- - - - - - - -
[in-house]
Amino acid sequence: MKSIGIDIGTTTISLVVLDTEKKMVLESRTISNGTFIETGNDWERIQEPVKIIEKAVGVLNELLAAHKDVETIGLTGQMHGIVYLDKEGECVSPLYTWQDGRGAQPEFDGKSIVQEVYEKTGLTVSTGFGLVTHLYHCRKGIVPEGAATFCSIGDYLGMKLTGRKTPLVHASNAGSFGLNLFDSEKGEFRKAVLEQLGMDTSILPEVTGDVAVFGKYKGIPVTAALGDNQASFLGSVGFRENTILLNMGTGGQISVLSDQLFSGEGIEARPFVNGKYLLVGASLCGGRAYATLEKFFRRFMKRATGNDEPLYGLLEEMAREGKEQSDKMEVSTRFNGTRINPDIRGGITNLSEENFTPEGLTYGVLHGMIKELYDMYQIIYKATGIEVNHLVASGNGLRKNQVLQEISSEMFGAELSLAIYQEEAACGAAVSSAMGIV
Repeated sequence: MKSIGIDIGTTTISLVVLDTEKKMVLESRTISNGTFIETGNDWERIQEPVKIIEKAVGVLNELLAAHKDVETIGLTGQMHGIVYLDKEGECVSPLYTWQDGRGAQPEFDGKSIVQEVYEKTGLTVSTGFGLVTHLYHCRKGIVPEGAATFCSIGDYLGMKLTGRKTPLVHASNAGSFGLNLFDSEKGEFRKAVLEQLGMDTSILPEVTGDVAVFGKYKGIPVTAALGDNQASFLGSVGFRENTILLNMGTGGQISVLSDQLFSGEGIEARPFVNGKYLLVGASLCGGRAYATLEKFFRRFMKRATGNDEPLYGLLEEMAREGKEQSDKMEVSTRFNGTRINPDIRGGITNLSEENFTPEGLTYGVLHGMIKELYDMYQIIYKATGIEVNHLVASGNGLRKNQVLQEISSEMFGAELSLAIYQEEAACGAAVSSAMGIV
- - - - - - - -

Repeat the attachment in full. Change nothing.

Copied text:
[in-house]
Amino acid sequence: MKSIGIDIGTTTISLVVLDTEKKMVLESRTISNGTFIETGNDWERIQEPVKIIEKAVGVLNELLAAHKDVETIGLTGQMHGIVYLDKEGECVSPLYTWQDGRGAQPEFDGKSIVQEVYEKTGLTVSTGFGLVTHLYHCRKGIVPEGAATFCSIGDYLGMKLTGRKTPLVHASNAGSFGLNLFDSEKGEFRKAVLEQLGMDTSILPEVTGDVAVFGKYKGIPVTAALGDNQASFLGSVGFRENTILLNMGTGGQISVLSDQLFSGEGIEARPFVNGKYLLVGASLCGGRAYATLEKFFRRFMKRATGNDEPLYGLLEEMAREGKEQSDKMEVSTRFNGTRINPDIRGGITNLSEENFTPEGLTYGVLHGMIKELYDMYQIIYKATGIEVNHLVASGNGLRKNQVLQEISSEMFGAELSLAIYQEEAACGAAVSSAMGIV
Repeated sequence: MKSIGIDIGTTTISLVVLDTEKKMVLESRTISNGTFIETGNDWERIQEPVKIIEKAVGVLNELLAAHKDVETIGLTGQMHGIVYLDKEGECVSPLYTWQDGRGAQPEFDGKSIVQEVYEKTGLTVSTGFGLVTHLYHCRKGIVPEGAATFCSIGDYLGMKLTGRKTPLVHASNAGSFGLNLFDSEKGEFRKAVLEQLGMDTSILPEVTGDVAVFGKYKGIPVTAALGDNQASFLGSVGFRENTILLNMGTGGQISVLSDQLFSGEGIEARPFVNGKYLLVGASLCGGRAYATLEKFFRRFMKRATGNDEPLYGLLEEMAREGKEQSDKMEVSTRFNGTRINPDIRGGITNLSEENFTPEGLTYGVLHGMIKELYDMYQIIYKATGIEVNHLVASGNGLRKNQVLQEISSEMFGAELSLAIYQEEAACGAAVSSAMGIV